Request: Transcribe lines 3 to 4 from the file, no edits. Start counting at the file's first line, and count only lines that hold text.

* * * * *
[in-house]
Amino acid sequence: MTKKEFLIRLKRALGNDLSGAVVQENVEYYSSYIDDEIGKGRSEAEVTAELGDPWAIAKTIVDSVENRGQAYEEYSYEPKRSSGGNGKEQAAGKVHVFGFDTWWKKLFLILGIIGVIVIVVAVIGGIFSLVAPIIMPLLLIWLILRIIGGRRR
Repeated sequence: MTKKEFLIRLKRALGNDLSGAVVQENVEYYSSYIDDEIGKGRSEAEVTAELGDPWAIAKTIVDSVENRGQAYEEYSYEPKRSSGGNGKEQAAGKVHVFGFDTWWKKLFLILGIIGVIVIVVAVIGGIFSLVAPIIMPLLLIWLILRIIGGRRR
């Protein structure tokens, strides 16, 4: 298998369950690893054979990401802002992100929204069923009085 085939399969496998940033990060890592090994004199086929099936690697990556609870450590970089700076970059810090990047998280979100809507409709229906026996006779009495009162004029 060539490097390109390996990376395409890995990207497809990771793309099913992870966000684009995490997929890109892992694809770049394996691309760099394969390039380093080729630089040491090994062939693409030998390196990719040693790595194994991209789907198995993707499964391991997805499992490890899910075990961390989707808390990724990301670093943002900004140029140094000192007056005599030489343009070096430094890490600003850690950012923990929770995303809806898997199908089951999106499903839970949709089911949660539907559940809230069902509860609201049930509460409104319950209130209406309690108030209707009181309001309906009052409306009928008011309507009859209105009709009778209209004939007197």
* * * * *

Repeated sequence: MTKKEFLIRLKRALGNDLSGAVVQENVEYYSSYIDDEIGKGRSEAEVTAELGDPWAIAKTIVDSVENRGQAYEEYSYEPKRSSGGNGKEQAAGKVHVFGFDTWWKKLFLILGIIGVIVIVVAVIGGIFSLVAPIIMPLLLIWLILRIIGGRRR
């Protein structure tokens, strides 16, 4: 298998369950690893054979990401802002992100929204069923009085 085939399969496998940033990060890592090994004199086929099936690697990556609870450590970089700076970059810090990047998280979100809507409709229906026996006779009495009162004029 060539490097390109390996990376395409890995990207497809990771793309099913992870966000684009995490997929890109892992694809770049394996691309760099394969390039380093080729630089040491090994062939693409030998390196990719040693790595194994991209789907198995993707499964391991997805499992490890899910075990961390989707808390990724990301670093943002900004140029140094000192007056005599030489343009070096430094890490600003850690950012923990929770995303809806898997199908089951999106499903839970949709089911949660539907559940809230069902509860609201049930509460409104319950209130209406309690108030209707009181309001309906009052409306009928008011309507009859209105009709009778209209004939007197």